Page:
In an era when individuals are beginning to consider their “carbon footprint” and evaluate their consumption patterns many are looking for ways to eat that are more environmentally friendly and will help bring economic opportunity to their communities. The “Local” food movements has been growing steadily over the past number of years and have raised the interest of the Government and large foundations to understand who is behind the movement, what the economic and environmental benefits are and what issues surround the movement at this time. http://www.ers.usda.gov/Publications/ERR97/ERR97.pdf
There is no single definition of what constitutes “local” food but according to a USDA pamphlet, local refers to products sold within 400 miles of origin or within the state where it was produced. http://www.ers.usda.gov/Publications/ERR97/ERR97_ReportSummary.pdf
Whole Foods defines local differently depending on which store you shop at, but as a corporation calls local products that travel for less than a day or 7 or fewer hours by car or truck.
Studies show consumers think it means within 100 miles http://www.worldwatch.org/node/6064
Economists and Food Industry Researchers have researched and written on the ambiguous nature of “local” http://www.choicesmagazine.org/magazine/article.php?article=108 but agree that it is a label that appeals to consumers and has real dollars behind it, 7 billion in 2011 according to World Watch Institute www.worldwatch.org.
The “local” food movement is creating real economic opportunities for small businesses and local economies. It’s argued that Local Food or “Community Food Enterprises” have certain competitive advantages over large global food businesses and although they face certain challenges have incredible potential for creating economic opportunities within communities around the globe. The Gates and Kellogg foundation issued a report in 2009 http://www.communityfoodenterprise.org/ with some compelling findings about the overall benefits, economic opportunities and potential for the “Local” food movement internationally.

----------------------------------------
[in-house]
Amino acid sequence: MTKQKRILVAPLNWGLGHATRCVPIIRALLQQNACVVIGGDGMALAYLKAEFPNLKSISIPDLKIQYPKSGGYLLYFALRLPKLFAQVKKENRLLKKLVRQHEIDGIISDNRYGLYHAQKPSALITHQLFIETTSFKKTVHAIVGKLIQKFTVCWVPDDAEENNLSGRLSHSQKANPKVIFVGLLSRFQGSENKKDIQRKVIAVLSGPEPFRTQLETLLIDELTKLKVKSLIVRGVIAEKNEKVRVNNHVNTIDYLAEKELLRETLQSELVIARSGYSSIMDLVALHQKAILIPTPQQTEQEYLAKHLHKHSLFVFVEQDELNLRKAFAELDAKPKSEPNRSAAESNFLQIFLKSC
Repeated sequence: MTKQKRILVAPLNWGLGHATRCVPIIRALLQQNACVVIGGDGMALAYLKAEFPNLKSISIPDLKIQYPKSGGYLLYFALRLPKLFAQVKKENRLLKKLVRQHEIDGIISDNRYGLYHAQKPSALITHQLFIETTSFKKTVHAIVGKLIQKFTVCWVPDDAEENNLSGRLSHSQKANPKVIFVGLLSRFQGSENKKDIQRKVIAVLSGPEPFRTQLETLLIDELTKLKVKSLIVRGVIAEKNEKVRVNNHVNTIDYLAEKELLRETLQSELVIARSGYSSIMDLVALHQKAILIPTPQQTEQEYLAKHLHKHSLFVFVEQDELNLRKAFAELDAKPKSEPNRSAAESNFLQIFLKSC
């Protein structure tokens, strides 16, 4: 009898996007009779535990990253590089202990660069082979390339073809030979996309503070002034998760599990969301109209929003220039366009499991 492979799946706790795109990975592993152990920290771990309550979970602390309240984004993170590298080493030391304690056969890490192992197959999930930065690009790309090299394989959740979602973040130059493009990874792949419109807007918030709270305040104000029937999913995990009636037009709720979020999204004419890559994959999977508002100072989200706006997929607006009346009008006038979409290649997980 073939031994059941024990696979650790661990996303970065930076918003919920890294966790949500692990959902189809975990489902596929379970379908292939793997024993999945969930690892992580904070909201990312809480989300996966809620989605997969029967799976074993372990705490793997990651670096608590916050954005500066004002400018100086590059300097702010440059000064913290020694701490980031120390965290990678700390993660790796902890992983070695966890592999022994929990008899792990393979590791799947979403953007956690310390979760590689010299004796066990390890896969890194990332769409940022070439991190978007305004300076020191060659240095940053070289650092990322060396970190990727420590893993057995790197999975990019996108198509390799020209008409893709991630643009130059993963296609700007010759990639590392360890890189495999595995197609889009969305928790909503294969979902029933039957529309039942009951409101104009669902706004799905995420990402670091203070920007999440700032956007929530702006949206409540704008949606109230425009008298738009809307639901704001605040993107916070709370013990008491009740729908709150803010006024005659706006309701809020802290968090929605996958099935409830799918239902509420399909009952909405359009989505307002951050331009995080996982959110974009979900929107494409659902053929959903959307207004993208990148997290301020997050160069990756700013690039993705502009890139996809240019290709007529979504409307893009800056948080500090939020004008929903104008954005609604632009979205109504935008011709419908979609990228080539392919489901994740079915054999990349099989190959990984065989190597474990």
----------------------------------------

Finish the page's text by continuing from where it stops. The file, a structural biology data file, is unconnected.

So eating local is good. But as consumers we should ask ourselves what our goals are and make sure if we are paying the extra price we know why and where that money is going. Local may not always mean “Green”. Marketers are well aware that many consumers are willing to pay higher prices for “locally” produced food. And if lowering your carbon footprint is the goal, just eating “local” is not always the best choice, Andrew Martin examines this issue in his article for the NYTimes “If It’s Fresh and Local, Is It Always Greener? http://www.nytimes.com/2007/12/09/business/yourmoney/09feed.html?ref=localfood
If you are trying to understand what the “costs” of production, distribution, and packaging are for each item you purchase it’s an impossible task. Labels can help but they can be misleading. Hopefully with continued and increasing consumer demands, companies will give us more information about the products and make strides to make their production, distribution and packaging more environmentally friendly and their practices more visible on all fronts.
So eat “local”, when it makes sense to you. And learn the questions to ask.
Here are a couple of interesting visuals on the “local” food economy
Growth of CSA (Community Supported Agriculture) 1984-2011
An interesting InfoGraphic comparing “Local” and “Fair Trade” food movements.
Finding Local Food Products in your Area (for the US):